Precycling: Avoiding the Abundance of Waste on a Construction Site

This article is interesting because it discusses how many people are just focusing on recycling and remanufacturing, when designers should be thinking about preventing this much waste from the start.  It is not that recycling or recovering materials is something that we should ignore, but so much effort is going towards that, that when we should be thinking about what is going to happen to our product idea in the after life, even before we start designing. The materials we use are not the only thing we have to worry about being harmful to our environment, the manufacturing process can often be just as bad.  The process that a designer chooses can be wasteful or harmful to the environment, it is something that should be thought about very early on in the process.  Even though this article mainly focuses on construction, it is helpful to see that in other areas of design, a preventative step is being taken.

http://www.igreenbuild.com/cd_3546.aspx

-Courtney

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3 thoughts on “Precycling: Avoiding the Abundance of Waste on a Construction Site

  1. Michele Goe

    I like this example of focusing on manufacturing material waste and energy. How can this example enlighten our current laptop redesign project? In some ways laptops already minimize material use in manufacturing when they are injection molded from plastic. The opportunity for energy reduction is in manufacturing. Is there any way to reduce the manufacturing energy?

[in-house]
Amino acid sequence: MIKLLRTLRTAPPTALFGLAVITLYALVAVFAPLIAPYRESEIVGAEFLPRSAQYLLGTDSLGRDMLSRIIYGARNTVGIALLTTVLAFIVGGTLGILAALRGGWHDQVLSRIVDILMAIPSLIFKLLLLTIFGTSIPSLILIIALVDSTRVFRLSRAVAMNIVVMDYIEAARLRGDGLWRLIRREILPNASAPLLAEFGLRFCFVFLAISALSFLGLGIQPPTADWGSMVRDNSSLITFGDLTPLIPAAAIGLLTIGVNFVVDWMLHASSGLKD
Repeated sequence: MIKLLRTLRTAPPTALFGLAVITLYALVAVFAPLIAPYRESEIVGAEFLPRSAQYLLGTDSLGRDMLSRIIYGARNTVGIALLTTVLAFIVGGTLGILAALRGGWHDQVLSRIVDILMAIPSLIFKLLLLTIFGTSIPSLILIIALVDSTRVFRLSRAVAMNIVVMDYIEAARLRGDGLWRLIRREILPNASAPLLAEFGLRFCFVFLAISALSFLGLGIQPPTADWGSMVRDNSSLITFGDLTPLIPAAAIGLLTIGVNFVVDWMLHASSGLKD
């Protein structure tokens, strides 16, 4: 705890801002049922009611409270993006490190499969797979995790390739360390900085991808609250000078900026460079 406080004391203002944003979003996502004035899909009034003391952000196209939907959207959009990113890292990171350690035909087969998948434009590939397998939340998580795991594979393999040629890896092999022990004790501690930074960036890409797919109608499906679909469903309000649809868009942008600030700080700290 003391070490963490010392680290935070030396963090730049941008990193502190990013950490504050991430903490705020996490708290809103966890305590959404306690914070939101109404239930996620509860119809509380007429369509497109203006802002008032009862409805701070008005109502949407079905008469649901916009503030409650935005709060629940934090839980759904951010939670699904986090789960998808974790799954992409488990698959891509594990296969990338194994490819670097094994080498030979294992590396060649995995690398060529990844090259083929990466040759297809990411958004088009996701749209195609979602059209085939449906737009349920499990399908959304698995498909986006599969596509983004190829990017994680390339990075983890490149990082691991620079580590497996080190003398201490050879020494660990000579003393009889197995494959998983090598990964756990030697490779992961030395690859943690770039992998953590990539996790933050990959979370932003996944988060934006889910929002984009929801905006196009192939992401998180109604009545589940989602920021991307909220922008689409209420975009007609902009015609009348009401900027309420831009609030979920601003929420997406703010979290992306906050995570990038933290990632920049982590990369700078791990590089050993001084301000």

Reply
  2. mustafizur rahman

    Material use and waste will also go side by side, always there is waste b/w input and output (this is the law of thermoDynamics) but efficiency factor will always be there and how we can achieve better efficiency.

    By better recycling method we can minimize the loss.The most important step for recycling of construction waste is on-site separation. Initially, this will take some extra effort and training of construction personnel. Once separation habits are established, on-site separation can be done at little or no additional cost.

    The initial step in a construction waste reduction strategy is good planning. Design should be based on standard sizes and materials should be ordered accurately. Additionally, using high quality materials such as engineered products reduces rejects. This approach can reduce the amount of material needing to be recycled and bolster profitability and economy for the builder and customer.

    Reply
  3. Brian Madden

    Two years ago, I moved into an off-campus house that had just been built. The builder simply left all the extra materials in the garage. It’s always been an inconvenience because we never knew what to do with them, but since so much time has gone by, we’ve been starting to do a little repurposing. They’re getting a new life out of projects that we work on, but I’m not sure if the builder will ever come back to pick up the extra window he left behind.

    Reply

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